So just when we need him most, when he could put out one cut that could change the world, Dylan overloads us with irrelevant product in a world where we’ve got no time. How come all the old acts can’t come up to speed. Not only should the release be day and date with the hype, but one track is enough, we’ve got time to listen to one track. And then follow it up with another not that far down the line. We’re interested in what Dylan has to say, but the fawning press has been kissing his ass for so damn long that we’ve gone on react and are tuning his work out. Because how many times can you go to the well and find out it’s dry?

Dylan makes Minnesota come alive. Cites Twin Cities bands from far after he left. Creates myths about his family and friends not knowing or caring about his appearance on “Ed Sullivan” when he was always close to his mother and even brought her to a Yetnikoff event. Bob’s creating a character, who knows who he really is, and when he says he’s got nothing to say and is not worthy of the hang time you either protest too much or roll your eyes and say “there he goes again,” evading the punch, dancing like a butterfly while he stings us like a bee.

Yes, Dylan’s still here, unlike Muhammad Ali. And his insight and chops are as sharp as ever. But he’s squandering them. He refuses to reach for the stars. Refuses to write a song that will change the world. Refuses to come down off the mountaintop and interact with us in the new world. Sure, he did that XM series, but imagine Dylan on Twitter or YouTube. Imagine him writing with Drake. Imagine him risking.

Because he still cares. And he’s still stuck in the old ethos, where music is everything and you’re a student of the game. Bob Dylan still gives a damn, in a world where most aged acts are only about the bread, collecting cash from Live Nation when they pass Go!, and plying the boards endlessly giving people what they want. Dylan never played that game, he gave us what we needed. And what we need now more than ever is leaders who make us think for ourselves, who sharpen our vision, who get us to investigate and come up with our own conclusions, to question authority and brave the road untaken. This interview is a marvelous start, but the “Triplicate” project is a nonstarter, dead on arrival in a world where what happens in the morning is already forgotten in the afternoon and if you take chances and create greatness you can impact society, but there’s no greatness in covering aged tunes, however much insight they might contain, not when your voice is ragged and nearly unlistenable. For that, you’ve got to write a song that’s solely your own. We’re waiting Bob…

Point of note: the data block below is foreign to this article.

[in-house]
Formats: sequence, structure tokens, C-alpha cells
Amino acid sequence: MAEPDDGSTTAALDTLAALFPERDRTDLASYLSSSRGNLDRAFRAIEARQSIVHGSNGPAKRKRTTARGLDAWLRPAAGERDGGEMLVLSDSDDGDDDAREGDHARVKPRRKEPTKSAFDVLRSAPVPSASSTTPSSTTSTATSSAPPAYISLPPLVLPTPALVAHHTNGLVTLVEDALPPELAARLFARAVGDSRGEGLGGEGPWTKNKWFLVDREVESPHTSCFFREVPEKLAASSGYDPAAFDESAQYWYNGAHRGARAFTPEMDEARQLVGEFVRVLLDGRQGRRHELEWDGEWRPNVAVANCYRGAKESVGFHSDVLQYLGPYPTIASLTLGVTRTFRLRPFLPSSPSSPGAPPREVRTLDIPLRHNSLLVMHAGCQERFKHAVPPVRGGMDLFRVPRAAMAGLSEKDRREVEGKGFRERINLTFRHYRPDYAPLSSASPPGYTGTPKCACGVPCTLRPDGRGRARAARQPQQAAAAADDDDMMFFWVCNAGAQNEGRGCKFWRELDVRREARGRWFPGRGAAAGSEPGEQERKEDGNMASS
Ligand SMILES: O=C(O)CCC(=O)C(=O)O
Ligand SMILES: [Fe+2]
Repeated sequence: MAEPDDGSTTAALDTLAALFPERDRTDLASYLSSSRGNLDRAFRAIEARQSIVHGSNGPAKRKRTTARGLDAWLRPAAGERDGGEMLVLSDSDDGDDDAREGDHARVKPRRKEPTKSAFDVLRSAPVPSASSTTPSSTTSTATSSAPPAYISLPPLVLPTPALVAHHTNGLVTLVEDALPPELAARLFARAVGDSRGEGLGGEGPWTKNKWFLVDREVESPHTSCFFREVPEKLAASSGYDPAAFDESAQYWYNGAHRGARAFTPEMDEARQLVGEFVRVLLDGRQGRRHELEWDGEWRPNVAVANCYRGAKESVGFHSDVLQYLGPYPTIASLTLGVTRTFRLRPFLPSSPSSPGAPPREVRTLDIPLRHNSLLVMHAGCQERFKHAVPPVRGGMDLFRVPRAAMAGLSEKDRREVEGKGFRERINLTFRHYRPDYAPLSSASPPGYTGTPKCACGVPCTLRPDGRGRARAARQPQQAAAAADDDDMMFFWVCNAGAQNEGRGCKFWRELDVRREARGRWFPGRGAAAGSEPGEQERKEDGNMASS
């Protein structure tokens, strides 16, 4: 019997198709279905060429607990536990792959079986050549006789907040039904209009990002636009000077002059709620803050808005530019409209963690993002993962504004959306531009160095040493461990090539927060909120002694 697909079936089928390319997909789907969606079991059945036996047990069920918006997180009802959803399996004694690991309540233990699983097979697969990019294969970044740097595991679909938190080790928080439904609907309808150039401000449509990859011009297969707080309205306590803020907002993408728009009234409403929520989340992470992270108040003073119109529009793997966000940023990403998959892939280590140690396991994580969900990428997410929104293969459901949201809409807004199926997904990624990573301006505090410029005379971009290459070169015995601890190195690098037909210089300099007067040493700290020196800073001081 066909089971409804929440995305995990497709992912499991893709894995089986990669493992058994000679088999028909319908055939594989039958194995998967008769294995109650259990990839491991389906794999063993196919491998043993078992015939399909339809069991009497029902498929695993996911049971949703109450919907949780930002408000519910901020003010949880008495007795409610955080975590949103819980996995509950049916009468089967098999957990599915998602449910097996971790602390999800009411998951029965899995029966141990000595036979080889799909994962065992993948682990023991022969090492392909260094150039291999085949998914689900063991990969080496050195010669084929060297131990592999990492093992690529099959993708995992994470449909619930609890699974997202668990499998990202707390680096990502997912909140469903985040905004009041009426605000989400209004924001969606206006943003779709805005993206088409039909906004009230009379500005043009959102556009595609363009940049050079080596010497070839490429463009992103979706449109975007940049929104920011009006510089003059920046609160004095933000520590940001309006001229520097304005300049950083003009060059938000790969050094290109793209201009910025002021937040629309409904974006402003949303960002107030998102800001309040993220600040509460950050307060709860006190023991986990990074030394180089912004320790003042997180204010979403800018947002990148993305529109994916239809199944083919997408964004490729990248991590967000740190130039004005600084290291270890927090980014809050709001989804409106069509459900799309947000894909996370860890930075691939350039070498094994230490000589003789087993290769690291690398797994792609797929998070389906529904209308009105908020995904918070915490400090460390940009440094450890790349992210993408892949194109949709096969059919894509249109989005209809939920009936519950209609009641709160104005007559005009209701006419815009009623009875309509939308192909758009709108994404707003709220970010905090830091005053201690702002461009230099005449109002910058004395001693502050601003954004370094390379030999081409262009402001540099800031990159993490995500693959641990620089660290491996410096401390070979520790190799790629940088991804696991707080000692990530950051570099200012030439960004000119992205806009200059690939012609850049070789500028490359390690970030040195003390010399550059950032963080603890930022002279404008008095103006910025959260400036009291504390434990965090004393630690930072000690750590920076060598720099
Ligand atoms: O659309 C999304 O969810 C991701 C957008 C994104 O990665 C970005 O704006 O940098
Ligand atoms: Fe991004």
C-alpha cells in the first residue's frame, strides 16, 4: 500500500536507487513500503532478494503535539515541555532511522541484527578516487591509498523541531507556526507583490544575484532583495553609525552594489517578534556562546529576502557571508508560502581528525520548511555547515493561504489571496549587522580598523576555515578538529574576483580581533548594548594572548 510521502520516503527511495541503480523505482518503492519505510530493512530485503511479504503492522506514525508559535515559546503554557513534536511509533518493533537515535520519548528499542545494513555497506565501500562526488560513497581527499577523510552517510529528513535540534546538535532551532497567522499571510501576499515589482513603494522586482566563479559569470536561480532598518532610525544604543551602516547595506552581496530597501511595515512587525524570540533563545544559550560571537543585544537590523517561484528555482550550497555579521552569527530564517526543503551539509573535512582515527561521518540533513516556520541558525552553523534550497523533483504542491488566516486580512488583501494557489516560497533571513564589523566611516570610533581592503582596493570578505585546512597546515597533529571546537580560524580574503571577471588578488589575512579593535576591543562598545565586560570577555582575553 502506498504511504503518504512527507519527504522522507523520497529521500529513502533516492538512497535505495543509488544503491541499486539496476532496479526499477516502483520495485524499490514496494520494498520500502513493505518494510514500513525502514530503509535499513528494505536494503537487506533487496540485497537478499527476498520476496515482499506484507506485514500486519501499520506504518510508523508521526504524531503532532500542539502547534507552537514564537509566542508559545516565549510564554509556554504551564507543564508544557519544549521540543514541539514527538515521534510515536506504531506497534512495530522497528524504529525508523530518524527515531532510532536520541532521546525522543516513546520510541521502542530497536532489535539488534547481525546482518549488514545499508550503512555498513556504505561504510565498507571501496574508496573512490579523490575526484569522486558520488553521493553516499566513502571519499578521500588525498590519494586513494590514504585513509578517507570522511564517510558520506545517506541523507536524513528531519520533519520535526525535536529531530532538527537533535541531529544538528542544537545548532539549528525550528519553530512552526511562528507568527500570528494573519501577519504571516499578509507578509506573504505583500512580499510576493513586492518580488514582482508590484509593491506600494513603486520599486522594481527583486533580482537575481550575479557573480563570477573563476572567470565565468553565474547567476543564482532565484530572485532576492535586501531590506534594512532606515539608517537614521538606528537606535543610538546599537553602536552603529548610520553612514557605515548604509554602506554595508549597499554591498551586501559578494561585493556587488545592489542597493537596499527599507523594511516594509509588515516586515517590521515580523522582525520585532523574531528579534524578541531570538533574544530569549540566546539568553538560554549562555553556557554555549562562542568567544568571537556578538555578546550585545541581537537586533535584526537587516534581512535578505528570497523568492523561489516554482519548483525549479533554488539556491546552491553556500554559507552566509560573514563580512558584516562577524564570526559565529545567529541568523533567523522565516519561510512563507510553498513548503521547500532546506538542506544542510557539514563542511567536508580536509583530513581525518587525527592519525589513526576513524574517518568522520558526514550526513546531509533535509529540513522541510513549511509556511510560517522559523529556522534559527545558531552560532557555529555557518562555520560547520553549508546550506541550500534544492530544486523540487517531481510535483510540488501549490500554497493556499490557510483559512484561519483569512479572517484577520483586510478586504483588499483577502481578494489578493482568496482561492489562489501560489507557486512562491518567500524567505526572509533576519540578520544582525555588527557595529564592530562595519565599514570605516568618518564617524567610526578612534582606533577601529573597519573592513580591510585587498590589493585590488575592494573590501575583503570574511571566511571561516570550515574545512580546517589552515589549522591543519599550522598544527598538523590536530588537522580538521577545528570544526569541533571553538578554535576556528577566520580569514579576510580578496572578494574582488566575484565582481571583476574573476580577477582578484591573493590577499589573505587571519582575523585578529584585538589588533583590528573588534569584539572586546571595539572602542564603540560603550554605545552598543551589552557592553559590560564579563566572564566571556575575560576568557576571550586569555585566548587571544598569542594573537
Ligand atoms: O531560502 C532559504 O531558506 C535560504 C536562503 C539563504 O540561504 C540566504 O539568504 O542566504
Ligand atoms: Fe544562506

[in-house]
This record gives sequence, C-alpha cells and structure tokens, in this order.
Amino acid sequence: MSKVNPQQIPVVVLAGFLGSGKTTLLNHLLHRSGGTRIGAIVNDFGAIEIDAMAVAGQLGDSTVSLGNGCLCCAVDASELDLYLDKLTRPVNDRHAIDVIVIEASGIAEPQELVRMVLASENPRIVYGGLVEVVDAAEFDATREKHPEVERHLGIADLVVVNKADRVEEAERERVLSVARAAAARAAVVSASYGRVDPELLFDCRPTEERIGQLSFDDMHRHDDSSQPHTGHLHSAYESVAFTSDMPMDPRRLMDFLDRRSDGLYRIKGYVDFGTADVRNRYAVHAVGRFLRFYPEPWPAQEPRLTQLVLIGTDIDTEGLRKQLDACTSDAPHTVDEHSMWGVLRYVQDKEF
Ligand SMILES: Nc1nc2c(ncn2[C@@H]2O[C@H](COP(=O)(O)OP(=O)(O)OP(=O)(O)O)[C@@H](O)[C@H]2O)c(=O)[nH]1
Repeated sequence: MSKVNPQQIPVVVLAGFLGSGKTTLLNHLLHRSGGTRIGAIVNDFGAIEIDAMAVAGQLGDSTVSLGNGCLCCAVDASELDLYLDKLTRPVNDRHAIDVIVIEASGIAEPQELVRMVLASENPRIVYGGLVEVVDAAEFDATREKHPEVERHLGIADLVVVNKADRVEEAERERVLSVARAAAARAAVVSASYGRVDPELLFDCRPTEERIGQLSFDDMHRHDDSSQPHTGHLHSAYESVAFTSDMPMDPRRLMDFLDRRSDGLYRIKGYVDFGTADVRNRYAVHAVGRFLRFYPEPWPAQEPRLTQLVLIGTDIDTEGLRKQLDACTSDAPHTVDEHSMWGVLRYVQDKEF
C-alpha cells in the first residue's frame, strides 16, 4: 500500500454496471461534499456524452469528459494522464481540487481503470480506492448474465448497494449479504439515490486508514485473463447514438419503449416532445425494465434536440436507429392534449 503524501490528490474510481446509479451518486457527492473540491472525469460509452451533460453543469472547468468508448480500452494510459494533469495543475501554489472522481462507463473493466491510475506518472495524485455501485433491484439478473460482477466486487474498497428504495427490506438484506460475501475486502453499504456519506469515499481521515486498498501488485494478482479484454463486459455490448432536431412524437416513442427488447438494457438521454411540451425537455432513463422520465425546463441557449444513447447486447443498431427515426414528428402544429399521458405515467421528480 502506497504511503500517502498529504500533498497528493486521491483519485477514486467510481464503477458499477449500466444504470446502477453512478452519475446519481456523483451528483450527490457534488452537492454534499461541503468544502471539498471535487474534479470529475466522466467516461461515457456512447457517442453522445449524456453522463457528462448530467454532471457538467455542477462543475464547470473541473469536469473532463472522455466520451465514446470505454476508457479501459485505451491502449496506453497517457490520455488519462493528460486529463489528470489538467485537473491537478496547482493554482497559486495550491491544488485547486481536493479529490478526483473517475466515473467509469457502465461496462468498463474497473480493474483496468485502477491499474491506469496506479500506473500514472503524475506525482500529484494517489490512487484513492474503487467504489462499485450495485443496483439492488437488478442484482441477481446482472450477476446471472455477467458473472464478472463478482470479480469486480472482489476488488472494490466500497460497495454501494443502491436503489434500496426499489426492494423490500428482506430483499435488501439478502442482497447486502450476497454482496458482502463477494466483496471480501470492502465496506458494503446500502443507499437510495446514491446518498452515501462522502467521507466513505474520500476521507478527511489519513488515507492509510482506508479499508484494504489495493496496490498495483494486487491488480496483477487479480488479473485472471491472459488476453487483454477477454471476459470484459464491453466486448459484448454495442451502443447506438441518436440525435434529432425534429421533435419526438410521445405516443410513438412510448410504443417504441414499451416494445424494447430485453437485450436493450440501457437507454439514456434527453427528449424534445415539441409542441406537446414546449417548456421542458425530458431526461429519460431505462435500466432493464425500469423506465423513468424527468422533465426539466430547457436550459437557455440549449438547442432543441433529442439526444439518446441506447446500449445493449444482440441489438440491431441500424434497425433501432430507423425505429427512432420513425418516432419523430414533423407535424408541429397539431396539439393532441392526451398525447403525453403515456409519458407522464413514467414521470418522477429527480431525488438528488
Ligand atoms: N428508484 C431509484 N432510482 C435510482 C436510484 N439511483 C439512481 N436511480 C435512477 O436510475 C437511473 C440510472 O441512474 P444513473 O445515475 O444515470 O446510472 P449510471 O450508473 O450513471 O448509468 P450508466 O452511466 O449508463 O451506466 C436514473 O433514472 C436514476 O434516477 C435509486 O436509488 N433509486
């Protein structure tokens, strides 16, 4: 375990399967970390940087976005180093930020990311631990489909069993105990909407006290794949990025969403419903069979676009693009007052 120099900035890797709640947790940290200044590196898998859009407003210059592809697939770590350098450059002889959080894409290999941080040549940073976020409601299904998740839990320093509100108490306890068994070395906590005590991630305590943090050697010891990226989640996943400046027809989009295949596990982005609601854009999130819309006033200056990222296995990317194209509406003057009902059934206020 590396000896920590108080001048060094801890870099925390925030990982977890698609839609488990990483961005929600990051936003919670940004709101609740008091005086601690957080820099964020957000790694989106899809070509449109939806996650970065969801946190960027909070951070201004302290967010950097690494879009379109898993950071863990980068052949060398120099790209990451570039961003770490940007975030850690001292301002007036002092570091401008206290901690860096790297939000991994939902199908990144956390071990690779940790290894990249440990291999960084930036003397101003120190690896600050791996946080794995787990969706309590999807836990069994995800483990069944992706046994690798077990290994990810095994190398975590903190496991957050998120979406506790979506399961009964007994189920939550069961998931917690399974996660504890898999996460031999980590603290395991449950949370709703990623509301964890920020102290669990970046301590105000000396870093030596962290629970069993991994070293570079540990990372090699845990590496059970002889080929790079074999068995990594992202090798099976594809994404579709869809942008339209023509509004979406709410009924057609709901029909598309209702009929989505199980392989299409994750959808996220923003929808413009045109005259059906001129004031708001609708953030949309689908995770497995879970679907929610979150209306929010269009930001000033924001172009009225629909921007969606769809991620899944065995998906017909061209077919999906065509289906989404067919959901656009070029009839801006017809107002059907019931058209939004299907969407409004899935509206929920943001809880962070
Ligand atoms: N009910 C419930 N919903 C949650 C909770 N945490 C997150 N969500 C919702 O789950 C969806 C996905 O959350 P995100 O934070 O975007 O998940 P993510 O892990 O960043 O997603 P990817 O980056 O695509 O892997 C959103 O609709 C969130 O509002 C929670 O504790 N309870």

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Certain Songs #829: Kanye West – “School Spirit” | Medialoper

Album: The College Dropout
Year: 2004

One of the most polarizing figures in the current musical landscape, it’s almost guaranteed that Kanye West will be remembered by future generations — long after whatever stupid-ass shit he said and did outside of the music that he produced (or, I guess, in his lyrics) — as one of the absolute indisputable musical geniuses of the early 21st century.

To me — and this will probably piss off a lot of the folks who “just don’t like” Kanye — the musical figure he most reminds me of is Jimmy Page.

Heh. But Jimmy Page is one of the greatest guitar players ever, you say. Yeah, but it will be my argument when I get to Zeppelin in a couple of months that for all of Page’s awesomeness as a guitarist, his true genius resided in how he layered those guitars.

What Jimmy Page was to the production of guitars — both in terms of stealing from the past and in terms of how precise his sonic sculptures — Kanye West is to the production of the human voices.

On a song like “School Spirit,” from his 2004 debut The College Dropout, back when his insane ambition seemed more charming than scary, listen to how the voices act like guitars right from the opening chant/riff.

Alpha, step, Omega, step
Kappa, step, Sigma, step
Gangstas walk, pimps gon’ talk
Oh hecky naw that boy is raw
AKA, step. Delta, step
S G Rho, step, Zeta, step
Gangstas walk, pimps gon’ talk
Oh hecky naw that boy is raw

And with a speeded-up Aretha Franklin sample providing commentary and licks throughout, “School Spirit” is free to have Kanye and Tony Williams rap, sing and “whoo” whenever they want until they wordlessly hum together at the end.

I’ll fully admit that I didn’t get all of this until just a couple of years ago. I checked out The College Dropout when it came out — it was pretty inescapable — but it wasn’t until I went back to revisit his records in the wake of My Beautiful Dark Twisted Fantasy that I think I fully appreciated what he was doing.

“School Spirit”

Every Certain Song Ever
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Check it out!

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@thetrichordist: Timely Reprint: Do You Want Your Music Alongside Hate Rock Songs? Artist Face YouTube Music Dilemma | MUSIC • TECHNOLOGY • POLICY

In light of the Google/YouTube boycott by brands whose ads have appeared next to hate speech. We thought we’d reprint this piece from November 2014!! Forget exploitative pay from Spotify! Do you want your music on YouTube Music? Will you be alongside Hate rock songs? Jihadi Recruitment Music Videos? Probably. YouTube is full of this.

via @thetrichordist: Timely Reprint: Do You Want Your Music Alongside Hate Rock Songs? Artist Face YouTube Music Dilemma — Artist Rights Watch